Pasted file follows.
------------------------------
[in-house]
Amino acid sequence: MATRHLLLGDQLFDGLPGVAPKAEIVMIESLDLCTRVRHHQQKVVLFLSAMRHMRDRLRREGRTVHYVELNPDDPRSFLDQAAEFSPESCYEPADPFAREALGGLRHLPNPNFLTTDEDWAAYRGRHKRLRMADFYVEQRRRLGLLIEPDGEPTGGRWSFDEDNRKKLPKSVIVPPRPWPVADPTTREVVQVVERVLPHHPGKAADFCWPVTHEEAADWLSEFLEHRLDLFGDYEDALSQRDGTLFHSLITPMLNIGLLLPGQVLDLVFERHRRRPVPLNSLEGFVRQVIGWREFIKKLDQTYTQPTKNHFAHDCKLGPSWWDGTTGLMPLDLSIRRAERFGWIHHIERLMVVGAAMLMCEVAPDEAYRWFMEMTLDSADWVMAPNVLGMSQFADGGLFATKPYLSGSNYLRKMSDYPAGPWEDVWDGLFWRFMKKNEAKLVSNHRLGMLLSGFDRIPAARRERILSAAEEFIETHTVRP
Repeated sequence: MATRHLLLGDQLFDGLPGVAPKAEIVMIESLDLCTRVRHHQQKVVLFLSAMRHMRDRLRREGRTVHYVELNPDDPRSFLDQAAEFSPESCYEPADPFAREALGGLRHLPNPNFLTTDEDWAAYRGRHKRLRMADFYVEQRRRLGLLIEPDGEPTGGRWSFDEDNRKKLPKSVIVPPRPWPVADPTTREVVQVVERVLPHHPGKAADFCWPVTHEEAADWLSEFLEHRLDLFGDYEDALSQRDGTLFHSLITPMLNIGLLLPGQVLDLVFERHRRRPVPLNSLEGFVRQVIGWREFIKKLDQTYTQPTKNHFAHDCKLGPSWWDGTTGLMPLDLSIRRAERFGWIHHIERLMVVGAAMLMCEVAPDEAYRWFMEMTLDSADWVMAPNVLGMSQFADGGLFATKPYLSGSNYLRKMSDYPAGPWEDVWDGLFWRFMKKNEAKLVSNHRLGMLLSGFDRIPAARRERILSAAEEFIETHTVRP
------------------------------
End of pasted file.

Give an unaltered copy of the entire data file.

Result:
[in-house]
Amino acid sequence: MATRHLLLGDQLFDGLPGVAPKAEIVMIESLDLCTRVRHHQQKVVLFLSAMRHMRDRLRREGRTVHYVELNPDDPRSFLDQAAEFSPESCYEPADPFAREALGGLRHLPNPNFLTTDEDWAAYRGRHKRLRMADFYVEQRRRLGLLIEPDGEPTGGRWSFDEDNRKKLPKSVIVPPRPWPVADPTTREVVQVVERVLPHHPGKAADFCWPVTHEEAADWLSEFLEHRLDLFGDYEDALSQRDGTLFHSLITPMLNIGLLLPGQVLDLVFERHRRRPVPLNSLEGFVRQVIGWREFIKKLDQTYTQPTKNHFAHDCKLGPSWWDGTTGLMPLDLSIRRAERFGWIHHIERLMVVGAAMLMCEVAPDEAYRWFMEMTLDSADWVMAPNVLGMSQFADGGLFATKPYLSGSNYLRKMSDYPAGPWEDVWDGLFWRFMKKNEAKLVSNHRLGMLLSGFDRIPAARRERILSAAEEFIETHTVRP
Repeated sequence: MATRHLLLGDQLFDGLPGVAPKAEIVMIESLDLCTRVRHHQQKVVLFLSAMRHMRDRLRREGRTVHYVELNPDDPRSFLDQAAEFSPESCYEPADPFAREALGGLRHLPNPNFLTTDEDWAAYRGRHKRLRMADFYVEQRRRLGLLIEPDGEPTGGRWSFDEDNRKKLPKSVIVPPRPWPVADPTTREVVQVVERVLPHHPGKAADFCWPVTHEEAADWLSEFLEHRLDLFGDYEDALSQRDGTLFHSLITPMLNIGLLLPGQVLDLVFERHRRRPVPLNSLEGFVRQVIGWREFIKKLDQTYTQPTKNHFAHDCKLGPSWWDGTTGLMPLDLSIRRAERFGWIHHIERLMVVGAAMLMCEVAPDEAYRWFMEMTLDSADWVMAPNVLGMSQFADGGLFATKPYLSGSNYLRKMSDYPAGPWEDVWDGLFWRFMKKNEAKLVSNHRLGMLLSGFDRIPAARRERILSAAEEFIETHTVRP